I have a function which needs to behave differently depending on the type of the parameter taken in. My first impulse was to include some calls to isinstance, but I keep seeing answers on stackoverflow saying that this is bad form and unpythonic but without much reason why its bad form and unpythonic. For the latter, I suppose it has something to do with duck-typing, but whats the big deal to check if your arguments are of a specific type? Isn't it better to play it safe?
Now you might try to call it:
expecting to get
However, there are situations where the opposite is true:
The point is, you need to decide the API that you want your function to have. Cases where your function should behave differently based on the type exist, but are rare (checking for strings to open files is one of the more common uses that I know of).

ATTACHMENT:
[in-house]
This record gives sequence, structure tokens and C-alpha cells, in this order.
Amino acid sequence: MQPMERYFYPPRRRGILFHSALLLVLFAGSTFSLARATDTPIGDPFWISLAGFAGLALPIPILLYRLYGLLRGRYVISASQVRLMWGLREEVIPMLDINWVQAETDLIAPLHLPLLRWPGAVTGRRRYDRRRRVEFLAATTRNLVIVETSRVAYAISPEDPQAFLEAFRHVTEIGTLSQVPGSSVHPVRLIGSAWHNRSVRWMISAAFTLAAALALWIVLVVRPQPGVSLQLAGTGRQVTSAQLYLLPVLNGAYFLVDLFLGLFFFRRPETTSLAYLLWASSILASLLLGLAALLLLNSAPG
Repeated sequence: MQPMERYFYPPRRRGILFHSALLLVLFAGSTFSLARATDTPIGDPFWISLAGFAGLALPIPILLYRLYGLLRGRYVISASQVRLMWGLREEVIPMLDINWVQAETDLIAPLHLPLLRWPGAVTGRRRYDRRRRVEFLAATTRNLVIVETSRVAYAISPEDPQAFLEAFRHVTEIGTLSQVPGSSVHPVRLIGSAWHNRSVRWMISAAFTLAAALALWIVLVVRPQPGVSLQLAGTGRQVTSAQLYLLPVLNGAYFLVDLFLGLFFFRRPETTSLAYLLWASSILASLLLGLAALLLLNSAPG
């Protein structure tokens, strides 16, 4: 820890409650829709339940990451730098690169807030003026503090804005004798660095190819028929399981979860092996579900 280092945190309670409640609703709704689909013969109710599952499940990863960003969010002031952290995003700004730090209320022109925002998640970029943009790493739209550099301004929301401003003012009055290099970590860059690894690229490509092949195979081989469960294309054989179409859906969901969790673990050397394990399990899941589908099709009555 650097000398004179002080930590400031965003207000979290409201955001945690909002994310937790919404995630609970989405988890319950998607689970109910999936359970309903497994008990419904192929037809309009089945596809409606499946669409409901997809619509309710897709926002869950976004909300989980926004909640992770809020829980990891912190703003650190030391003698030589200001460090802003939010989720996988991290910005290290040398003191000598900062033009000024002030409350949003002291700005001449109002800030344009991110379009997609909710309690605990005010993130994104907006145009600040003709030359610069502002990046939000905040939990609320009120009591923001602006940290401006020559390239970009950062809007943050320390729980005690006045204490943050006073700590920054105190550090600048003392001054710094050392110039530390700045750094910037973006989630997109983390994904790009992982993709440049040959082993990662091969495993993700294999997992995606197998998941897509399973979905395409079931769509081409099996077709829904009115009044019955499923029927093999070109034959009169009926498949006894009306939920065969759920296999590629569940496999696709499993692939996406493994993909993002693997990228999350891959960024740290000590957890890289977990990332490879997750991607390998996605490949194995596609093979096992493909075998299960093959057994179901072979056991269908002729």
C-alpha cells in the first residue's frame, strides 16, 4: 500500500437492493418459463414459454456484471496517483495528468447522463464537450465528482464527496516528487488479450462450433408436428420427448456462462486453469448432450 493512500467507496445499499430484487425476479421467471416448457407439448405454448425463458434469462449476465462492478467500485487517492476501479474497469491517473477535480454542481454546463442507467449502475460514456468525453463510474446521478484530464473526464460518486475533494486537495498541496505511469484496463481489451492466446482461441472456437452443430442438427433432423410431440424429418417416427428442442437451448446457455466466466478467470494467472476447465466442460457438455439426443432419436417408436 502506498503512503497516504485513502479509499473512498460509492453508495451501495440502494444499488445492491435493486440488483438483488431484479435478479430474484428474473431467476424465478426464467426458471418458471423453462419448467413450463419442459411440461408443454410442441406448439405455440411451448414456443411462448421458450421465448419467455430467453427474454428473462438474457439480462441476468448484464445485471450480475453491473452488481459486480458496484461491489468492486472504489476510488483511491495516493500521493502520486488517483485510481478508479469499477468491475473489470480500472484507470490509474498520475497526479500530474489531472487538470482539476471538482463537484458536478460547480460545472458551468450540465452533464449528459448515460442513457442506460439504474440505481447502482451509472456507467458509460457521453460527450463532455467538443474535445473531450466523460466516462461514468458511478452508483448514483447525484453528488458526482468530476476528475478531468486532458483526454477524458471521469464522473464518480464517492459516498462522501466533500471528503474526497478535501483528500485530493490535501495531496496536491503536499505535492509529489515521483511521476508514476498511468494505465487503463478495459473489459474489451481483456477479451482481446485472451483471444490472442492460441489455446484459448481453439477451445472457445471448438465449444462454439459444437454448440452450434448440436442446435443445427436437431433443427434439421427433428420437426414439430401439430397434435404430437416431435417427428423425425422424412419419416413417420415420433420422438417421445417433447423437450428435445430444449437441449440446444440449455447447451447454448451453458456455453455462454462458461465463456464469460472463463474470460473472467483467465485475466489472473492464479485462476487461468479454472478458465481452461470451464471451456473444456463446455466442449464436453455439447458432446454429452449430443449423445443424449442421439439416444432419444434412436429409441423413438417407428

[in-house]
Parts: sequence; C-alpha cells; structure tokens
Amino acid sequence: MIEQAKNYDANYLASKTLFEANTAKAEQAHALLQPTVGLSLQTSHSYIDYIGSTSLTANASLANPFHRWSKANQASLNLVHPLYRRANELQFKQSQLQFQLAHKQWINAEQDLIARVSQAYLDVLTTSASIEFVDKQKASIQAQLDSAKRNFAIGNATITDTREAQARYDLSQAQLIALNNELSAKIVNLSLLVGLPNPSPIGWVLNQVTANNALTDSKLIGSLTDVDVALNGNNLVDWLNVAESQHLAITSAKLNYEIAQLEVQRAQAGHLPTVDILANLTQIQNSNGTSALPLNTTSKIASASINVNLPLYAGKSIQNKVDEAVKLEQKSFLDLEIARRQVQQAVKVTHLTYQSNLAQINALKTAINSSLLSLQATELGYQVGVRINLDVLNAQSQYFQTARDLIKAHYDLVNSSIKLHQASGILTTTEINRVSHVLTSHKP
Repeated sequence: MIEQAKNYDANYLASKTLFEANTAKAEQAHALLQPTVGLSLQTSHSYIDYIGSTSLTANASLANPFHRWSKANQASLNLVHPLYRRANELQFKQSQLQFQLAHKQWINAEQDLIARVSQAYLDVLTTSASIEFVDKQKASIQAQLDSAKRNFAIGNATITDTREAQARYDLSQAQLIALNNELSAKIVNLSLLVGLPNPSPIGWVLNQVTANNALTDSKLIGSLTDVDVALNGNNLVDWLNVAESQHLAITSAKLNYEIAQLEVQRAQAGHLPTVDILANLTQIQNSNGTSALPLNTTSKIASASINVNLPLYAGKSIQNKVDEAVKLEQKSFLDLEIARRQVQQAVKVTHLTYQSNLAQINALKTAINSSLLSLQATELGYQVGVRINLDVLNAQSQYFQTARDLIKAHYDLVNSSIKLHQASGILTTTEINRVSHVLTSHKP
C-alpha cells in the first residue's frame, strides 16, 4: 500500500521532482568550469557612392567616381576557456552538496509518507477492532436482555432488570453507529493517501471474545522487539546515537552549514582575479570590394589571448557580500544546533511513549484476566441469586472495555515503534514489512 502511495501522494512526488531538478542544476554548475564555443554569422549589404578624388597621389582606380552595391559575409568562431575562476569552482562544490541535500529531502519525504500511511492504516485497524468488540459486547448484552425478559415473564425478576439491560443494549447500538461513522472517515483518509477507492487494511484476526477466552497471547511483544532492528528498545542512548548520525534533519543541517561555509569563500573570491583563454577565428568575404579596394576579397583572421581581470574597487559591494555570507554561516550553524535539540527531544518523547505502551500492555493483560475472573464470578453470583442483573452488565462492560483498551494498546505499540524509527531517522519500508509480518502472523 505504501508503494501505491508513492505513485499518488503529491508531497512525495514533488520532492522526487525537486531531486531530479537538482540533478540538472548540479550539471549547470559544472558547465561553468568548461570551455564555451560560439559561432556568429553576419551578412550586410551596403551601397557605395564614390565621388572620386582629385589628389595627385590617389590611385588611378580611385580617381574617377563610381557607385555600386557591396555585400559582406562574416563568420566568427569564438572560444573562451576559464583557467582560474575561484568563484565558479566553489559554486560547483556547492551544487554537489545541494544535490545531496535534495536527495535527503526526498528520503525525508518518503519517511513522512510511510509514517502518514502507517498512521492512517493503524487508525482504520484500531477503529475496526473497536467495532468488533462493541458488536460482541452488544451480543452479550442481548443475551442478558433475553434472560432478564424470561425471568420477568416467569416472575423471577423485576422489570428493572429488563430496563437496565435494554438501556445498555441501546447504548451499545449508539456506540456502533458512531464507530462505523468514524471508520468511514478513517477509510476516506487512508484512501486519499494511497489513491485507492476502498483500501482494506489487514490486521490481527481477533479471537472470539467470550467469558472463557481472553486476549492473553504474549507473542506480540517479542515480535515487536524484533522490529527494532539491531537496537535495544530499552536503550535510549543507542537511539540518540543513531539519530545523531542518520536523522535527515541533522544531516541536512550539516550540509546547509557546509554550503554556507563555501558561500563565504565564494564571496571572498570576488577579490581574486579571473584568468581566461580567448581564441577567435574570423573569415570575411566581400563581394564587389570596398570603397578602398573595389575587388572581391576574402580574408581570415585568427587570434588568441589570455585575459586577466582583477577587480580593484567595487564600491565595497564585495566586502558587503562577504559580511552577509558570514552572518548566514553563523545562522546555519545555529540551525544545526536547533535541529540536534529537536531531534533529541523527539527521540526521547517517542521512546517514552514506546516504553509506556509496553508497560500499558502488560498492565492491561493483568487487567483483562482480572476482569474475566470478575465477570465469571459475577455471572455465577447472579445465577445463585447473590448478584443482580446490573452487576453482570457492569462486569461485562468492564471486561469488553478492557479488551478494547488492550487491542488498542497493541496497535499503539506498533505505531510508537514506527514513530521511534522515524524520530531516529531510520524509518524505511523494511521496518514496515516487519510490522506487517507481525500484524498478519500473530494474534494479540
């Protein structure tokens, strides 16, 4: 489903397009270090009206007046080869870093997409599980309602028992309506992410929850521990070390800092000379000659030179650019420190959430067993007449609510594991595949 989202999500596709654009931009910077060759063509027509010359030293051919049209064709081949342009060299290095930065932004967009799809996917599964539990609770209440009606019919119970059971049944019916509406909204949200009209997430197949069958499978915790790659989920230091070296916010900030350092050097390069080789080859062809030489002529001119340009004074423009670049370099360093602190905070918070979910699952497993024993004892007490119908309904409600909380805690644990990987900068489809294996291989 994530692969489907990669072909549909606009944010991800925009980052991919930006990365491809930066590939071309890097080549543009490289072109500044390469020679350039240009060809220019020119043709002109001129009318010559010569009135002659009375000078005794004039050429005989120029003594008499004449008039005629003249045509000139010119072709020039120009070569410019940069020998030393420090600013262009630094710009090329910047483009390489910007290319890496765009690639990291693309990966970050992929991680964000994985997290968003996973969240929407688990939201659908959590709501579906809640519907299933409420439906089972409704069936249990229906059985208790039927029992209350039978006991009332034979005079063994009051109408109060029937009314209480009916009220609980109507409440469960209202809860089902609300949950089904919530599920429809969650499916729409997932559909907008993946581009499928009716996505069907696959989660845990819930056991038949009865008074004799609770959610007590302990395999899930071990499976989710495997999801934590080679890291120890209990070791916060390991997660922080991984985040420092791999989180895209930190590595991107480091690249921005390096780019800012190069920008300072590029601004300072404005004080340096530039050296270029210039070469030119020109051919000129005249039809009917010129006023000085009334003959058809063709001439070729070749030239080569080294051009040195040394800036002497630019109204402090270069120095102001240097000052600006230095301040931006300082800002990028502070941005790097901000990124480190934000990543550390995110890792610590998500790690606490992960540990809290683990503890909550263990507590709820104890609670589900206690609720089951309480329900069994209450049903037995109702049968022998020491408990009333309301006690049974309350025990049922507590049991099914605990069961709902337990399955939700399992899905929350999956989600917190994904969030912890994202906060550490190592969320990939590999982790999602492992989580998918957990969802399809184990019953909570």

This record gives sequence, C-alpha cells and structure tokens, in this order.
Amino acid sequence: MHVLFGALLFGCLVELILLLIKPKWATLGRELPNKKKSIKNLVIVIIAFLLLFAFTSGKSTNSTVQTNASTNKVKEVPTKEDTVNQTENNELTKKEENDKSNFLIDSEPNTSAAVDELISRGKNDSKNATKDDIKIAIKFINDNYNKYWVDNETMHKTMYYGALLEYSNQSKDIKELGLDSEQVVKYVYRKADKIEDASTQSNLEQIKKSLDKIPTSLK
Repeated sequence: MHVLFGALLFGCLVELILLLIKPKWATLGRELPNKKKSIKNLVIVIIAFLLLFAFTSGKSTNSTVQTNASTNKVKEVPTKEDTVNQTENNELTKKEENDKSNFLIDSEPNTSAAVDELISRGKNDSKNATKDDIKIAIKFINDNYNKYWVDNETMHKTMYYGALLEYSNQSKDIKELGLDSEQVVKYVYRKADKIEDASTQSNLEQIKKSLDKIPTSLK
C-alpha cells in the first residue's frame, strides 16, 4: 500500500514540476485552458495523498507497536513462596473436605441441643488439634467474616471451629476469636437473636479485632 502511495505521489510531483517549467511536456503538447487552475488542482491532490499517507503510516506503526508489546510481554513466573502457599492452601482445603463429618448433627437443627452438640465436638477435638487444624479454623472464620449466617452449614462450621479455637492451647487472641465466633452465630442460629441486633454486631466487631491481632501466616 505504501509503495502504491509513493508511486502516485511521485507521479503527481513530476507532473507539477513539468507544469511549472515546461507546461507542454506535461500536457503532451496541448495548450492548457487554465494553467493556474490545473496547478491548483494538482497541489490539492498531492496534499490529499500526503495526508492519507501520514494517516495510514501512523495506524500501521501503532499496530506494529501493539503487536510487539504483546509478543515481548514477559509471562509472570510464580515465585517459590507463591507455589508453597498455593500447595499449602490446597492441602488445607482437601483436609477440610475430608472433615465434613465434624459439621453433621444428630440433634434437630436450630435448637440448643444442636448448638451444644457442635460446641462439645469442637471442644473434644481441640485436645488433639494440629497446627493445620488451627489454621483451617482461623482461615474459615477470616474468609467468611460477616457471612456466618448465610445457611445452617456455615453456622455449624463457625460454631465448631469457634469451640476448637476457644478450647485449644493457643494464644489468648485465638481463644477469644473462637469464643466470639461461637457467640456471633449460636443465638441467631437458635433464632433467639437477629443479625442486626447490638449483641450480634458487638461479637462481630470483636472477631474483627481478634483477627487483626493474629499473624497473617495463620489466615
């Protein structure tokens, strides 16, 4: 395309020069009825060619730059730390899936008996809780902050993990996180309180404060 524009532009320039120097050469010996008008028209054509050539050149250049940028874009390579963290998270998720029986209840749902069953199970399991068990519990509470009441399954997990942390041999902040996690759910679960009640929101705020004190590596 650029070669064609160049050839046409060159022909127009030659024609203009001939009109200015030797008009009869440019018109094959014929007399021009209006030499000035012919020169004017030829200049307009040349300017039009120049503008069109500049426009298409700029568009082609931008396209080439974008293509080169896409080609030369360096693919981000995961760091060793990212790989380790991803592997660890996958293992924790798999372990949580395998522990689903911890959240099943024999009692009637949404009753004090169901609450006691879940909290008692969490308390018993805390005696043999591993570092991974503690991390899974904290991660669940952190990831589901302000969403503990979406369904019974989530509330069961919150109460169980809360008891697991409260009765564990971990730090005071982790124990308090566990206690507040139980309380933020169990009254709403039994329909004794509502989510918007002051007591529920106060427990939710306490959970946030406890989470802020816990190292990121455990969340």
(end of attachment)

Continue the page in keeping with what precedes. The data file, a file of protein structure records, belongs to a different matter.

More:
Consult this great post
My opinion on the matter is this:
Good Example: (this is okay)
Bad Example: (this is bad)
Because doing so explicitly prevents duck-typing.
Here's an example. The
Generally, Python takes the view that we should allow things as much as possible - it's the same reasoning behind the lack of real private variables in classes.
sometimes usage of isinstance just reimplements the polymorphic dispatch. Look at
Basically this is the culminating point of OOP. You want polymorphic behaviour, you do not want do spell out types.
There are valid reasons to use it though.